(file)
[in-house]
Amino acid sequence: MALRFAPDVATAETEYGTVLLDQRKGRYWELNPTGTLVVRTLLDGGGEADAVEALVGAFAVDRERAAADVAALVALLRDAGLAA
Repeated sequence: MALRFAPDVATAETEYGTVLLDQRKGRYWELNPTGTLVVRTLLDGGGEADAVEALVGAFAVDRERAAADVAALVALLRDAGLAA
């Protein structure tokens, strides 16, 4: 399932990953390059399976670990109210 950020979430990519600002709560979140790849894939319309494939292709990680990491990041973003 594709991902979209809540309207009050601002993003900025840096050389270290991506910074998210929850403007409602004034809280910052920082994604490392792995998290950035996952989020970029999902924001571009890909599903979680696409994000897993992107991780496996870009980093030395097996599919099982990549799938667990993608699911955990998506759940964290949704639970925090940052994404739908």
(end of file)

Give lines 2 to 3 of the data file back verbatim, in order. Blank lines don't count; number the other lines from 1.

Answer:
Amino acid sequence: MALRFAPDVATAETEYGTVLLDQRKGRYWELNPTGTLVVRTLLDGGGEADAVEALVGAFAVDRERAAADVAALVALLRDAGLAA
Repeated sequence: MALRFAPDVATAETEYGTVLLDQRKGRYWELNPTGTLVVRTLLDGGGEADAVEALVGAFAVDRERAAADVAALVALLRDAGLAA